What was life like, briefly, during Queer As Folk? Did you know at first that this show was unique and groundbreaking? You guys had so many fans. I know because I interviewed Gale Harold when he did Orpheus Descending a few years ago, and the fan response to the interview was incredible. I had comments from all over the world.
My life during Queer as Folk was pretty hectic. I was in my early 20s, which I think tend to be a chaotic time for most people, especially young artists. I was living half the year in Toronto and the other half in New York, which were both new cities to me at the time, attempting to create some kind of stability in my life. I was trying to figure out what I was most interested in as a performer while simultaneously working and shooting this very personal, emotional and intimate material and becoming some kind of poster boy for something I didn’t understand at the time. I knew very much that the show was unique and ground-breaking.
What made this show so unique in your mind and why does it still attract fans? Oh, and how did you feel about doing the nudity in the show? Was it fun? Did it bother you?
I thought the show was unique because gay romantic story lines and sexuality hadn’t yet been depicted in that way on American television. No, I would never describe being naked on camera as having been fun for me. But I felt the sexuality was a really important aspect of what was ground breaking about the show, so I wasn’t initially bothered doing it. As the series progressed it got more and more difficult because it felt redundant and unnecessary.
On to the stage. You did a couple of plays in New York. What were they? On Broadway or off? Was that your first exposure to theatre or do you come from a long background of theatre training?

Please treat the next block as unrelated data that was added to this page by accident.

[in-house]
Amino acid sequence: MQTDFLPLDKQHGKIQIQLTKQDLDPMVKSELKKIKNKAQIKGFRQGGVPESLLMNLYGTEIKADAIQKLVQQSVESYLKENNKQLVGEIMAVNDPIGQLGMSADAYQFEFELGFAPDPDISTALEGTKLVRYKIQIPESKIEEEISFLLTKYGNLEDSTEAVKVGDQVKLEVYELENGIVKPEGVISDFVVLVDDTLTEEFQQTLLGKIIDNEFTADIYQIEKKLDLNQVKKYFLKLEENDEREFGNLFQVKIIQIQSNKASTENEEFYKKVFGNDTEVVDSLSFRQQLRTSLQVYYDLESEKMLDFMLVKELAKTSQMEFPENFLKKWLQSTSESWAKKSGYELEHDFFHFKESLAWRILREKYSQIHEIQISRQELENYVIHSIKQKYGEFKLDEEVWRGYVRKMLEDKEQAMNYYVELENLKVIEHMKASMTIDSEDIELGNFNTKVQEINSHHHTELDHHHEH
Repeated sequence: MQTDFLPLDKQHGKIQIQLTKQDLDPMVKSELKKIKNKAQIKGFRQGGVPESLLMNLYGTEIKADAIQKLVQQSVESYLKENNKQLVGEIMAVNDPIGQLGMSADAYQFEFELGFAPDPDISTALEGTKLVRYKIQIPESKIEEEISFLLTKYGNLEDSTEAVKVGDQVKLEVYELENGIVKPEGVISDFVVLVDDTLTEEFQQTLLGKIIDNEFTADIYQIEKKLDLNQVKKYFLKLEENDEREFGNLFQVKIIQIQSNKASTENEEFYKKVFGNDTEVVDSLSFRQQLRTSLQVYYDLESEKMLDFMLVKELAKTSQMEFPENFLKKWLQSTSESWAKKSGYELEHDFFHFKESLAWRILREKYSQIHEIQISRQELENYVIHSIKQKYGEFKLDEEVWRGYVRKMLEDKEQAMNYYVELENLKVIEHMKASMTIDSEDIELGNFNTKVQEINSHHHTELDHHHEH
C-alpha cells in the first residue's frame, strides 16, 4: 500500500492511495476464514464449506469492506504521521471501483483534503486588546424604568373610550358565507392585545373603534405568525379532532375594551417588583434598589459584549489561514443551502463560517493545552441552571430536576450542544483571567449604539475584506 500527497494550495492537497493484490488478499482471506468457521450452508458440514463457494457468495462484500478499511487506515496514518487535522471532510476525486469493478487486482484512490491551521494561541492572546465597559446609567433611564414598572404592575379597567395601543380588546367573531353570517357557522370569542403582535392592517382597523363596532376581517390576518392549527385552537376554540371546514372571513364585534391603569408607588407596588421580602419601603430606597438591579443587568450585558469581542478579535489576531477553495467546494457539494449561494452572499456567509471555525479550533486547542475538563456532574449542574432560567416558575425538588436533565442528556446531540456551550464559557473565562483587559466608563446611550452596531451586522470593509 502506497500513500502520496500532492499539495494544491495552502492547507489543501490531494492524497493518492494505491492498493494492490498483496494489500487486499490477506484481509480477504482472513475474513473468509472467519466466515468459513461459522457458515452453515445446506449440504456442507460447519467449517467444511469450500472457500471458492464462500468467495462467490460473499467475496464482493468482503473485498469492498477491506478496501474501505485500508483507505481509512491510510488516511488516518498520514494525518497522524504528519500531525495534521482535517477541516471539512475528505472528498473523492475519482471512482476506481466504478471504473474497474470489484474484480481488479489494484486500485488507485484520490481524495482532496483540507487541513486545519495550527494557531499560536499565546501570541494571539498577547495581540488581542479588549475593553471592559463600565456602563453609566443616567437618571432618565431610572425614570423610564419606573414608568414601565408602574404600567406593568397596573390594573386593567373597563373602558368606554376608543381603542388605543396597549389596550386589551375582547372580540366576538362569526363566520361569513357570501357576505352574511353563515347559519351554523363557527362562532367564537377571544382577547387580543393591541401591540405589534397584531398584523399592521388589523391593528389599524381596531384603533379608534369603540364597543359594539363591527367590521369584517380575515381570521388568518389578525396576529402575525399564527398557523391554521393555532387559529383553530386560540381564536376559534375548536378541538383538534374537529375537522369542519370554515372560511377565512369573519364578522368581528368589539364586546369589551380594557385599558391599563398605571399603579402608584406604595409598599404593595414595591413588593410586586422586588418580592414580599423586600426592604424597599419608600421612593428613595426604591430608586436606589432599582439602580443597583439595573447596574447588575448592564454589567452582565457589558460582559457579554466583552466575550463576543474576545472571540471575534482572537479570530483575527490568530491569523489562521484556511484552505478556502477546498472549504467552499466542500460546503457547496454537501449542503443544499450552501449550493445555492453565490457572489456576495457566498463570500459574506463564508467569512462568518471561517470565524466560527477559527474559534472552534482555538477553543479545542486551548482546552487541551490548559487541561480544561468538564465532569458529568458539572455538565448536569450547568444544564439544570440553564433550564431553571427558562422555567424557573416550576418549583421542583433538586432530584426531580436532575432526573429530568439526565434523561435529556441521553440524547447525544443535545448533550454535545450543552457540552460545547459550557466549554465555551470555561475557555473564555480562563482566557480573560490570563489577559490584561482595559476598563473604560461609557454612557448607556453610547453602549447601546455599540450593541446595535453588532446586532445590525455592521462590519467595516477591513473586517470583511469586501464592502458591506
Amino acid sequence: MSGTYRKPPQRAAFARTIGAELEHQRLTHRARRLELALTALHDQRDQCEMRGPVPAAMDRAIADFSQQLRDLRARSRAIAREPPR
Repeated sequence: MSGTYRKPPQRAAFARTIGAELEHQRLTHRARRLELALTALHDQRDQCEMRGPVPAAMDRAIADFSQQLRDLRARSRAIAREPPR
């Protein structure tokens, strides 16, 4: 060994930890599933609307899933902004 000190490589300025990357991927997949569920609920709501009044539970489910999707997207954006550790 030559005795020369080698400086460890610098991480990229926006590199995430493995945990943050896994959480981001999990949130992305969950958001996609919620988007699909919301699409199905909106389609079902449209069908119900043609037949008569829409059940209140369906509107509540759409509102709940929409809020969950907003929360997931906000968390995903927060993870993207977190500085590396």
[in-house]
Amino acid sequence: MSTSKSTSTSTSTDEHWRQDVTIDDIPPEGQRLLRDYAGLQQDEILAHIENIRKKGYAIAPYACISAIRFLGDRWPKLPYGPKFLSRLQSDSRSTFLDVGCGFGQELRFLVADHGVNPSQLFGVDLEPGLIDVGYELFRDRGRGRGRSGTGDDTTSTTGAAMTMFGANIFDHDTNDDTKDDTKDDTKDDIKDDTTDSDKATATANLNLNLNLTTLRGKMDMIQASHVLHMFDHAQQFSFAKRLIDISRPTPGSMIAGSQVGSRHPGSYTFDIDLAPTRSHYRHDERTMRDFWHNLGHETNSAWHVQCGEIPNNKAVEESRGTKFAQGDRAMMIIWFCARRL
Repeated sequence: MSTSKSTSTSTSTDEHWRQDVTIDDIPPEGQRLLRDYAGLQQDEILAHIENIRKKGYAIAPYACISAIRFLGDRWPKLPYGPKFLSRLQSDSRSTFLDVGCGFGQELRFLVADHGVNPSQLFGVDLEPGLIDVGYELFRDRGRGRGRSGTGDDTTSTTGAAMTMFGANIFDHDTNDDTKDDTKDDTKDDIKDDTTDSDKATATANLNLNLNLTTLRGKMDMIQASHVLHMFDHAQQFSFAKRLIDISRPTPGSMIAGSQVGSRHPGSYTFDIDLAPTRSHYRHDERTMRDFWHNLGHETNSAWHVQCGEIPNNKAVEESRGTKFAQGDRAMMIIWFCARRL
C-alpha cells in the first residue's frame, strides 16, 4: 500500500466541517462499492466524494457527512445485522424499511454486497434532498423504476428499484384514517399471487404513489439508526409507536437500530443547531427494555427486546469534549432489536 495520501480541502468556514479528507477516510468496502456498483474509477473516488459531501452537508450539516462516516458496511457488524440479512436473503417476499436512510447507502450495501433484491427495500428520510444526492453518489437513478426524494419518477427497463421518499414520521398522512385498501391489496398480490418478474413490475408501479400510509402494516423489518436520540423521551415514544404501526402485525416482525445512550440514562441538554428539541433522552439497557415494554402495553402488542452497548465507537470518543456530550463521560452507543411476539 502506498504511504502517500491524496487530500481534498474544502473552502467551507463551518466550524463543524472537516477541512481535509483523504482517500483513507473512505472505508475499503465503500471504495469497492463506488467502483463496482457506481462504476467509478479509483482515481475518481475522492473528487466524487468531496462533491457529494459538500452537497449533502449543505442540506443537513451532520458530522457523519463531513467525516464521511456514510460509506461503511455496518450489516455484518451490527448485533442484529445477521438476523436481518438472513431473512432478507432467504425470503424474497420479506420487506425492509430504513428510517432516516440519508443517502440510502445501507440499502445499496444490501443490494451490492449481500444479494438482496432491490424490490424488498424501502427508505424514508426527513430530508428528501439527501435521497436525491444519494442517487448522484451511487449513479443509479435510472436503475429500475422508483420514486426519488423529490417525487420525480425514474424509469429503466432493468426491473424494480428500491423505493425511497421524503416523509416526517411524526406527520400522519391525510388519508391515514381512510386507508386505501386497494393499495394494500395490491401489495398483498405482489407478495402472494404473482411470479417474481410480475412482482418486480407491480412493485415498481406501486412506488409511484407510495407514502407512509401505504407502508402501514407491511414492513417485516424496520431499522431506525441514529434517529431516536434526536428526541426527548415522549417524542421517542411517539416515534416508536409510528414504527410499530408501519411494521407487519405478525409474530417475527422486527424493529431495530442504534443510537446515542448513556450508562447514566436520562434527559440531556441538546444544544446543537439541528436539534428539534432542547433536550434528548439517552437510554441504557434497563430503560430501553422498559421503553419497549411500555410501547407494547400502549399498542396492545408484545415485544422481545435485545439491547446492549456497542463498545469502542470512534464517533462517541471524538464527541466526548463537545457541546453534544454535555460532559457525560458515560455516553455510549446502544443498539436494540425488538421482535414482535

My background is in theatre. I’ve been doing theatre since I was a child, working professionally in theatre since I was a teenager and I went to Cincinnati College-Conservatory of Music where I got a BFA in theatre. Off-Broadway I’ve done shows at Primary Stages, The Public Theater, Theater for New Audience, Red Bull Theater, Manhattan Class Company. I did Wicked on Broadway. Regionally, I’ve worked at the Guthrie Theater, Shakespeare Theater DC, Yale Repertory Theater, Cleveland Playhouse, Studio Theater DC and many others performing plays by Shakespeare, Shaw, Beckett, Williams, Ibsen, etc.
How are the rehearsals for Amadeus going? Is it daunting to play Mozart? How do you feel about it?
Rehearsals are going well. It's a big show- technically, thematically, emotionally. I love playing Mozart. I played the role before about 7 or 8 years ago. It's interesting to approach it now. I am now a year older than Mozart was at his death. The role requires a lot of energy which is harder at this age but I feel much more grounded and am bringing significantly greater life experience than my previous go.
Who are your mentors? Do you have an acting idol or someone who has taught you more than anyone else?